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Comparison of Annual Rates of Beach Changes Determined from Land Survey and Remote Sensing
Techniques along the Coastline of the Nile Delta, Egypt
Analyses have been undertaken to examine shoreline changes established from remote sensing data and ground survey at a total of 48 positions and beach profiles along the coastline of the Nile delta during 16-year period from 1984 to 2000. Multidate satellite dataset from Landsat TM and ETM sensors covering the Nile delta and refer to summer 1984 and winter 2000, respectively, have been utilized for mapping shoreline and calculating the average rate of beach changes between the two dates. Rates estimated from the two methods at corresponding positions show high correlation coefficient of 0.99 (significant at 99% level). The erosion and accretion patterns have been identified both on large- scale along the entire delta and locally at coastal sectors which are being experienced significant beach changes. The results reveal longshore patterns wherein erosion along a coastal stretch gives way to accretion in an adjacent stretch, refining the sub-cells previously identified within the littoral system of the delta. Maximum shoreline retreat occurs along the delta promontories, Rosetta [-96 m/yr (land survey); 102 m/yr (remote sensing)] and Damietta [-13 m/yr (land survey); -14.5 m/yr (remote sensing)]. Significant erosion has also occurred along the central bulge of the delta at Burullus headland, but at a lesser rate [-5.5 m/yr (land survey); -5.4 m/yr (remote sensing)]. Areas of shoreline advance exist within saddles or embayments between the promontories [maximum of 16.8 (land survey); 18.38 (remote sensing) at Abu Khashaba saddle] and also at updrift jetties [5.6m/yr (land survey) 5.3 m/yr (remote sensing) updrift of Burullus lake inlet-jetty]. On a coast-wide scale, the longshore transport rates of changes are affected locally by shoreline orientation versus incident waves and by the construction of protective structures built to combat areas of rapid erosion. The identified patterns of erosion versus accretion along the delta coastline have been ascribed to effect of the wave-induced longshore currents and sediment transport. These processes fluctuate in intensity and direction due to the degree of shoreline orientation and the existence of coastal protective structures.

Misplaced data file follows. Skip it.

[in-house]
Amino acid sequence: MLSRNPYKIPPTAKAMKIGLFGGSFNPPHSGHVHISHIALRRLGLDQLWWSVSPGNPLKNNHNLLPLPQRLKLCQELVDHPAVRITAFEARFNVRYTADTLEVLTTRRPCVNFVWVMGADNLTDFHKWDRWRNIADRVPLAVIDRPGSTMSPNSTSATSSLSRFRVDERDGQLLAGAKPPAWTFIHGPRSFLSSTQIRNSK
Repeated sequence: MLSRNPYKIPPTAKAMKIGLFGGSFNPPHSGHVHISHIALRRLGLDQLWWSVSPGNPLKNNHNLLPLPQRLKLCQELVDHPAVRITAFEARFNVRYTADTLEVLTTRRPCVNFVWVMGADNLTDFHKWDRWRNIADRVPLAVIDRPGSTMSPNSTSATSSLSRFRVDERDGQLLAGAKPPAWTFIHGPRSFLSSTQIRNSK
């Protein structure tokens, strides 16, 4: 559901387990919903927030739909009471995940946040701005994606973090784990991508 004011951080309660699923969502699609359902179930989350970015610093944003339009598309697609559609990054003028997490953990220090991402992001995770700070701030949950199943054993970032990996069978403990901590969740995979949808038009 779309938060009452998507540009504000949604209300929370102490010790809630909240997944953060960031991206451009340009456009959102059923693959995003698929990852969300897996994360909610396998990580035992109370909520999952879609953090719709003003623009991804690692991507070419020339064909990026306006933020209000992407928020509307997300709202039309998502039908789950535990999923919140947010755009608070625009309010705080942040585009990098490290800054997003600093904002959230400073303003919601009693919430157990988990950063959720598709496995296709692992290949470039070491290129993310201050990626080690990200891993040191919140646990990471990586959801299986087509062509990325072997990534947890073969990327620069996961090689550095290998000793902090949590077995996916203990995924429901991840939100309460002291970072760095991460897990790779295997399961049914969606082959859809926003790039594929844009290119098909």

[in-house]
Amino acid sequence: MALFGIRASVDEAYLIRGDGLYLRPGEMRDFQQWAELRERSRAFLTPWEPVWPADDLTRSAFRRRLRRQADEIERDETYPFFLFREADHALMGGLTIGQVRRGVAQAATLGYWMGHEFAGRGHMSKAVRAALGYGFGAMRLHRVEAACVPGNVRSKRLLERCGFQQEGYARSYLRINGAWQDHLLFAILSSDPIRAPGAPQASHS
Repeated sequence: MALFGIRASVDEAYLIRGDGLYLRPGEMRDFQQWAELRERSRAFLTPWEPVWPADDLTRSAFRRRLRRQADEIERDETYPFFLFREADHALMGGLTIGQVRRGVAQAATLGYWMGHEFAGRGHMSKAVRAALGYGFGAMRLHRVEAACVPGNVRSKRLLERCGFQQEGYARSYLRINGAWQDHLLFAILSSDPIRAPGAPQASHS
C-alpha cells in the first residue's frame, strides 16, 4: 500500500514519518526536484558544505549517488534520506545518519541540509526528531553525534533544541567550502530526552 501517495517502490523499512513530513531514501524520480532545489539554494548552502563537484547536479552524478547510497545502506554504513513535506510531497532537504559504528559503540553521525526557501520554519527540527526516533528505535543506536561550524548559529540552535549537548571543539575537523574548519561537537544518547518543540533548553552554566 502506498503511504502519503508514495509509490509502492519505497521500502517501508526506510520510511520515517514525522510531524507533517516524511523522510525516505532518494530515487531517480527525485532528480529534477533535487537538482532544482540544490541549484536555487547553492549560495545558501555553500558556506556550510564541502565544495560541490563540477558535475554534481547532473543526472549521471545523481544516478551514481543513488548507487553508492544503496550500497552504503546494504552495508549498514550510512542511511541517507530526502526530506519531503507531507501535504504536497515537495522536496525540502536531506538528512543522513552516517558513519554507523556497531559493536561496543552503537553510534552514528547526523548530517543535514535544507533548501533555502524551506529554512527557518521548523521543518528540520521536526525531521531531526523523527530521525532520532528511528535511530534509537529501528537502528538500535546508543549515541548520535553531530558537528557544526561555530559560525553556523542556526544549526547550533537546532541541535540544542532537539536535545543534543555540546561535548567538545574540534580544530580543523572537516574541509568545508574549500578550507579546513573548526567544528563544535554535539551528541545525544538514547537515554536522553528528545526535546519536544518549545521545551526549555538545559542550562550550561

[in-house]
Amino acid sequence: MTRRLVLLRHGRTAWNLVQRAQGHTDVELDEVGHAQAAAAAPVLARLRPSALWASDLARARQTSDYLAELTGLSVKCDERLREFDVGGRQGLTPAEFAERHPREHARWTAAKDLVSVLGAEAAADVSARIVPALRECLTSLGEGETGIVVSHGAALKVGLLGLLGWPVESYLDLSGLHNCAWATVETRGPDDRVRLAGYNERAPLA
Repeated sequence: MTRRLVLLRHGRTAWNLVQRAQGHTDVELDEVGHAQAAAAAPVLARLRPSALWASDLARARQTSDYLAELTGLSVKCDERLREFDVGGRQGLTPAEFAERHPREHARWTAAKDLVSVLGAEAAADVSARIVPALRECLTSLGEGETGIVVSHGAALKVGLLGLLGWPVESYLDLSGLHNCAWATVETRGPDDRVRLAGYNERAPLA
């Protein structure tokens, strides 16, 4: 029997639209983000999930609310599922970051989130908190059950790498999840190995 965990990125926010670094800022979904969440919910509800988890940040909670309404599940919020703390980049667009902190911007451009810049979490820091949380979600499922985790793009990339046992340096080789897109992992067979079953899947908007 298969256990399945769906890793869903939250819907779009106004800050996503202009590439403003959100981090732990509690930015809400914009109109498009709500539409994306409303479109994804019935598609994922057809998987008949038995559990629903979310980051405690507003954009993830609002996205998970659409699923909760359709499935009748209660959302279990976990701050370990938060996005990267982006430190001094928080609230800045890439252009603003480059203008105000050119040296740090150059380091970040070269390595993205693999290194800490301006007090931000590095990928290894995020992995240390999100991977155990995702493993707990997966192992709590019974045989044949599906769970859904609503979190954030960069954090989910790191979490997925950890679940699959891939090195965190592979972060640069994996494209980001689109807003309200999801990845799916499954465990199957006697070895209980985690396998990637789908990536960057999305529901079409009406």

Beach morphodynamics, littoral cells, remote sensing, shoreline changes, and sediment transport
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